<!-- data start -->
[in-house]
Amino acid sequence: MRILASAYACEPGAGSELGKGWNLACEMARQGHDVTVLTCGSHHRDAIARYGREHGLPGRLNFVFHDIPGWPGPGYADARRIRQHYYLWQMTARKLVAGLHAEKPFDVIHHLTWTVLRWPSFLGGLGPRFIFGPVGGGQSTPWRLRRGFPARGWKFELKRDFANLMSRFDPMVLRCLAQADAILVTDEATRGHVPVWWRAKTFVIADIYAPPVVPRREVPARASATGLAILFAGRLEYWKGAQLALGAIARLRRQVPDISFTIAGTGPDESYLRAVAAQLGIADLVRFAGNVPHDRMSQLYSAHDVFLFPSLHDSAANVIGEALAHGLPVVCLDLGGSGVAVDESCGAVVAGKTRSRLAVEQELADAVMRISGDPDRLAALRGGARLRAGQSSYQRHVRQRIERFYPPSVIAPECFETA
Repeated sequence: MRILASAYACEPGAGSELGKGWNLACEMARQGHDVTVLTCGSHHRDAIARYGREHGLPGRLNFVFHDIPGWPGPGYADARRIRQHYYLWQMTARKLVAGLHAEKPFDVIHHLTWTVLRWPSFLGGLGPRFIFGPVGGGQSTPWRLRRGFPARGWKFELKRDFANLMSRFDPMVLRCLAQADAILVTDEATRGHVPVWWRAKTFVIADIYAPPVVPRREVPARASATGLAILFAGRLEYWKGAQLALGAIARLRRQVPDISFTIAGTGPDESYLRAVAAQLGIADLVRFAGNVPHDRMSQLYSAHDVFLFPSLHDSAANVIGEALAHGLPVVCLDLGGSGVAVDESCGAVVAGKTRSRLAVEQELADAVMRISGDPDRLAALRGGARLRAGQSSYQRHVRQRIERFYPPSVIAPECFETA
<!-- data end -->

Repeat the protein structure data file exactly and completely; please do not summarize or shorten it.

[in-house]
Amino acid sequence: MRILASAYACEPGAGSELGKGWNLACEMARQGHDVTVLTCGSHHRDAIARYGREHGLPGRLNFVFHDIPGWPGPGYADARRIRQHYYLWQMTARKLVAGLHAEKPFDVIHHLTWTVLRWPSFLGGLGPRFIFGPVGGGQSTPWRLRRGFPARGWKFELKRDFANLMSRFDPMVLRCLAQADAILVTDEATRGHVPVWWRAKTFVIADIYAPPVVPRREVPARASATGLAILFAGRLEYWKGAQLALGAIARLRRQVPDISFTIAGTGPDESYLRAVAAQLGIADLVRFAGNVPHDRMSQLYSAHDVFLFPSLHDSAANVIGEALAHGLPVVCLDLGGSGVAVDESCGAVVAGKTRSRLAVEQELADAVMRISGDPDRLAALRGGARLRAGQSSYQRHVRQRIERFYPPSVIAPECFETA
Repeated sequence: MRILASAYACEPGAGSELGKGWNLACEMARQGHDVTVLTCGSHHRDAIARYGREHGLPGRLNFVFHDIPGWPGPGYADARRIRQHYYLWQMTARKLVAGLHAEKPFDVIHHLTWTVLRWPSFLGGLGPRFIFGPVGGGQSTPWRLRRGFPARGWKFELKRDFANLMSRFDPMVLRCLAQADAILVTDEATRGHVPVWWRAKTFVIADIYAPPVVPRREVPARASATGLAILFAGRLEYWKGAQLALGAIARLRRQVPDISFTIAGTGPDESYLRAVAAQLGIADLVRFAGNVPHDRMSQLYSAHDVFLFPSLHDSAANVIGEALAHGLPVVCLDLGGSGVAVDESCGAVVAGKTRSRLAVEQELADAVMRISGDPDRLAALRGGARLRAGQSSYQRHVRQRIERFYPPSVIAPECFETA